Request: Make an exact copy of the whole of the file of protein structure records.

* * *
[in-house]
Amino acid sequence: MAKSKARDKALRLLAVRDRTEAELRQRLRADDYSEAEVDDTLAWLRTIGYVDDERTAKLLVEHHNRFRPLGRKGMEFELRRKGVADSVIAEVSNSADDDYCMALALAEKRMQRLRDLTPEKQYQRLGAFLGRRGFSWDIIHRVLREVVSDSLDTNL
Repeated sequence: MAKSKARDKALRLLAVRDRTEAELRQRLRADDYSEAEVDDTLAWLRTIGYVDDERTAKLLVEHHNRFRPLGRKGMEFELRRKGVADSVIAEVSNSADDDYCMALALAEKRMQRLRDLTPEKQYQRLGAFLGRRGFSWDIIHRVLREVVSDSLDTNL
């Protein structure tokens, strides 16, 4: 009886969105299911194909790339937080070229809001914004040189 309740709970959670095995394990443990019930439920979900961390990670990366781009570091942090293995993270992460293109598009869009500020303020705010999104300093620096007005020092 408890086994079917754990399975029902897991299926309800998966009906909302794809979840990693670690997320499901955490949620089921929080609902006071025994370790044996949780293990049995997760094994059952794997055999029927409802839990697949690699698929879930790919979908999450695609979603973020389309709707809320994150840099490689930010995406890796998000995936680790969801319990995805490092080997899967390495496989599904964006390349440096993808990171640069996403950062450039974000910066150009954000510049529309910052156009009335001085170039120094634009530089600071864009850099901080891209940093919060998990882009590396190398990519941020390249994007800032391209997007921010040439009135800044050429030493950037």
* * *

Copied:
[in-house]
Amino acid sequence: MAKSKARDKALRLLAVRDRTEAELRQRLRADDYSEAEVDDTLAWLRTIGYVDDERTAKLLVEHHNRFRPLGRKGMEFELRRKGVADSVIAEVSNSADDDYCMALALAEKRMQRLRDLTPEKQYQRLGAFLGRRGFSWDIIHRVLREVVSDSLDTNL
Repeated sequence: MAKSKARDKALRLLAVRDRTEAELRQRLRADDYSEAEVDDTLAWLRTIGYVDDERTAKLLVEHHNRFRPLGRKGMEFELRRKGVADSVIAEVSNSADDDYCMALALAEKRMQRLRDLTPEKQYQRLGAFLGRRGFSWDIIHRVLREVVSDSLDTNL
């Protein structure tokens, strides 16, 4: 009886969105299911194909790339937080070229809001914004040189 309740709970959670095995394990443990019930439920979900961390990670990366781009570091942090293995993270992460293109598009869009500020303020705010999104300093620096007005020092 408890086994079917754990399975029902897991299926309800998966009906909302794809979840990693670690997320499901955490949620089921929080609902006071025994370790044996949780293990049995997760094994059952794997055999029927409802839990697949690699698929879930790919979908999450695609979603973020389309709707809320994150840099490689930010995406890796998000995936680790969801319990995805490092080997899967390495496989599904964006390349440096993808990171640069996403950062450039974000910066150009954000510049529309910052156009009335001085170039120094634009530089600071864009850099901080891209940093919060998990882009590396190398990519941020390249994007800032391209997007921010040439009135800044050429030493950037």